Image: FTC

The Federal Trade Commission shared a press release earlier this week detailing its proposal to strengthen advertising guidelines against fake and manipulated reviews, an initiative driven by the apparent increase of influencers and companies shilling products to customers by “posting fake positive reviews or manipulating reviews by suppressing bad ones” over social media. Among the proposals that the FTC is seeking public comment on is an update to the agency’s Endorsement Guides, something that was enacted in 1980 to “provide guidance to businesses and others to ensure that advertising using endorsements or testimonials is truthful.” One of the biggest concerns that the FTC has regards child-directed advertising; a public event will be held later this year to help determine “children’s capacity at different ages and developmental stages to recognize and understand advertising content and distinguish it from other content and the need for and effectiveness of disclosures to children.”

“We’re updating the guides to crack down on fake reviews and other forms of misleading marketing, and we’re warning marketers on stealth advertising that targets kids.” said Samuel Levine, Director of the FTC’s Bureau of Consumer Protection. “Whether it’s fake reviews or influencers who hide that they were paid to post, this kind of deception results in people paying more money for bad products and services, and it hurts honest competitors.”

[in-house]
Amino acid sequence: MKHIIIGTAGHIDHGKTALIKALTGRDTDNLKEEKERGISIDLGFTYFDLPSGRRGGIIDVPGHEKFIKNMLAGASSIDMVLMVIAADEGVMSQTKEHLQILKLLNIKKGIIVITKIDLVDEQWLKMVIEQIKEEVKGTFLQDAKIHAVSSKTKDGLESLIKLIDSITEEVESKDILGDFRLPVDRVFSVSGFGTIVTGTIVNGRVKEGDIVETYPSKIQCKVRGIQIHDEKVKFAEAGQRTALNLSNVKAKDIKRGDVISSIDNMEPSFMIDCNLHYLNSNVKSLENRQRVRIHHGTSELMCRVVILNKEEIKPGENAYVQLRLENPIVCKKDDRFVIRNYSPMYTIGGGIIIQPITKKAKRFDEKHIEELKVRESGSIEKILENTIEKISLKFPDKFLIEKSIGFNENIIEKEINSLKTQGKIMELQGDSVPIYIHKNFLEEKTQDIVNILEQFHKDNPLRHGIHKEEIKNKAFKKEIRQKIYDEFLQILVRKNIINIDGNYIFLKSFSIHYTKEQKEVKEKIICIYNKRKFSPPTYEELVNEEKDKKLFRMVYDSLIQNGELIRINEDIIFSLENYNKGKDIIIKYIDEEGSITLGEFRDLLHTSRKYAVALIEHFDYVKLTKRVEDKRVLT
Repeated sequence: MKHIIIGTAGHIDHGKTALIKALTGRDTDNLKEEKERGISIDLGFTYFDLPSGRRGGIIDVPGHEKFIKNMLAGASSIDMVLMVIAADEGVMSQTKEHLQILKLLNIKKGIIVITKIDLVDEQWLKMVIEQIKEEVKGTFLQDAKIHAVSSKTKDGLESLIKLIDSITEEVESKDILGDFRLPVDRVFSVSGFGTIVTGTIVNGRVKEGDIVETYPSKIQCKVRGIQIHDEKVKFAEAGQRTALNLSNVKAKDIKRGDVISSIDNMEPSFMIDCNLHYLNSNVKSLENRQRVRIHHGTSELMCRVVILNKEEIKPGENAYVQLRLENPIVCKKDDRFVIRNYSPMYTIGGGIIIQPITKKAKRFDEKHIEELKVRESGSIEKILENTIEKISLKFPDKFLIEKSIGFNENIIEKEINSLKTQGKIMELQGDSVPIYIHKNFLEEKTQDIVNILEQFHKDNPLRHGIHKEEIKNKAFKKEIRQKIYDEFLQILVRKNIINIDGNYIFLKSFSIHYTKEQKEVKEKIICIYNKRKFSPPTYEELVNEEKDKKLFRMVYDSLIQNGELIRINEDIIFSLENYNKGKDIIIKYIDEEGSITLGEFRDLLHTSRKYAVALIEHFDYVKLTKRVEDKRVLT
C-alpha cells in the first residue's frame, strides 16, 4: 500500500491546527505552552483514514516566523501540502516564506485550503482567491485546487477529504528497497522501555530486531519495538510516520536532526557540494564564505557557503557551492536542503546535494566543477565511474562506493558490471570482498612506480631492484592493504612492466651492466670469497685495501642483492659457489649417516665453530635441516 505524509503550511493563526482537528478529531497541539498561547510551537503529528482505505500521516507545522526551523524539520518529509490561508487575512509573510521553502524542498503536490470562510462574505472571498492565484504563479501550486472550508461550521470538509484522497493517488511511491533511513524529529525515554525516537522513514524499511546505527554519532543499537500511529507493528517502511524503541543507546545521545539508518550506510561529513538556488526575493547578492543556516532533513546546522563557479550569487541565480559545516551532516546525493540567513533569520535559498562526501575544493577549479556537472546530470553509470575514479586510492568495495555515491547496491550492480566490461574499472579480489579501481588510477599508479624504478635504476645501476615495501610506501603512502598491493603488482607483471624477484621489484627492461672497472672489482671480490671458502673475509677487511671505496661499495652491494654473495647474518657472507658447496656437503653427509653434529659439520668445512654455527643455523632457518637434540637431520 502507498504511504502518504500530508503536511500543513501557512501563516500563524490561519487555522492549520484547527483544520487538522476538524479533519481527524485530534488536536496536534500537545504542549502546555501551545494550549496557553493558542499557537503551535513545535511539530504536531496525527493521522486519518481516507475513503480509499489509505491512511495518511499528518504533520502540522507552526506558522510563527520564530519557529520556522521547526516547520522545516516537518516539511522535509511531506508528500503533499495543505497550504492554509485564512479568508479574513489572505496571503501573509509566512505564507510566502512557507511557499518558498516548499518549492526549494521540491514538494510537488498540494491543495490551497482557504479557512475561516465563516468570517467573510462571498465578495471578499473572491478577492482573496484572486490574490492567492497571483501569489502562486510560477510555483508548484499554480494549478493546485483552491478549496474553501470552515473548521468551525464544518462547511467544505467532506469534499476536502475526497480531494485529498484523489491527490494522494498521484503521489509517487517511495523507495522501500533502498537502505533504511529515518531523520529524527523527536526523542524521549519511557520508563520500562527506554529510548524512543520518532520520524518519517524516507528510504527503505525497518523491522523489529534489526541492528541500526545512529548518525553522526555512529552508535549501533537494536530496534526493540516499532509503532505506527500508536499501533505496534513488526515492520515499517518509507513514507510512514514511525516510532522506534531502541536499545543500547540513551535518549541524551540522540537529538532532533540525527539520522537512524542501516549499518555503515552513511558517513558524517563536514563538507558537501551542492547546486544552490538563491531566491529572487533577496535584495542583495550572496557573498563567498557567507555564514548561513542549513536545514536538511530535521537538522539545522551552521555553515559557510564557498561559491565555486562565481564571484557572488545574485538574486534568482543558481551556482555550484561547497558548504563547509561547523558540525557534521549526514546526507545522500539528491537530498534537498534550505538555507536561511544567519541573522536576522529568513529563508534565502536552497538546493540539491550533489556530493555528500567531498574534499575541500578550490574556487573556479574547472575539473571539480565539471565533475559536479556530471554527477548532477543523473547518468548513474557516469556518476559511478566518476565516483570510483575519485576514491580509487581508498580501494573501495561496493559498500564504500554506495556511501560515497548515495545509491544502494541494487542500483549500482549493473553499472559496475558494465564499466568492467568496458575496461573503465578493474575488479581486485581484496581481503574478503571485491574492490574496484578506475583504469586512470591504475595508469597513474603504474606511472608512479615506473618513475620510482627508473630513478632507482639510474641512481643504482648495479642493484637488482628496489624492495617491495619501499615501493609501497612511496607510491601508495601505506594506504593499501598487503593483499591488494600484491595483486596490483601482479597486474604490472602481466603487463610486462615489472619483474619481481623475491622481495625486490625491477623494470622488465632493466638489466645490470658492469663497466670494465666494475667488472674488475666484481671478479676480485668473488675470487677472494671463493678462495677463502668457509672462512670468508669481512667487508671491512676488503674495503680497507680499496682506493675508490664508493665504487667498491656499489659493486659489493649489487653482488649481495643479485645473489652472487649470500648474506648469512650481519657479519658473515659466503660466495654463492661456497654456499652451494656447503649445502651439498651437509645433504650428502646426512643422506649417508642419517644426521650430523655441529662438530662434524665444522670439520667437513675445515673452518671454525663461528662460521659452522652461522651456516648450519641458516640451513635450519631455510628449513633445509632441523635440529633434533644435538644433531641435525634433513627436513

The Federal Trade Commission is considering changes to tighten its guidelines for advertisers against posting fake positive reviews or manipulating reviews by suppressing bad ones—and warns social media platforms about inadequate disclosure tools. The FTC is seeking public comment on the proposed updates to its Endorsement Guides, which reflect the new ways that advertisers now reach consumers to promote products and services, including through social media.

In addition, the FTC also has proposed adding a new section highlighting that child-directed advertising is of special concern and that children may react differently than adults to endorsements in advertising or related disclosures. In order to provide further guidance, the FTC plans to hold a public event on October 19, 2022, focusing specifically on children’s capacity at different ages and developmental stages to recognize and understand advertising content and distinguish it from other content and the need for and effectiveness of disclosures to children.

Source: FTC

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4 comments

  1. Pretext and bs... The real reason is curtailing speech and freedom on the internet. They just can't be honest about it like in other countries.
  2. Pretext and bs... The real reason is curtailing speech and freedom on the internet. They just can't be honest about it like in other countries.
    That seems to be a reach. The internet is mostly borderless anyway, so it's not as if this is an US domestic issue.

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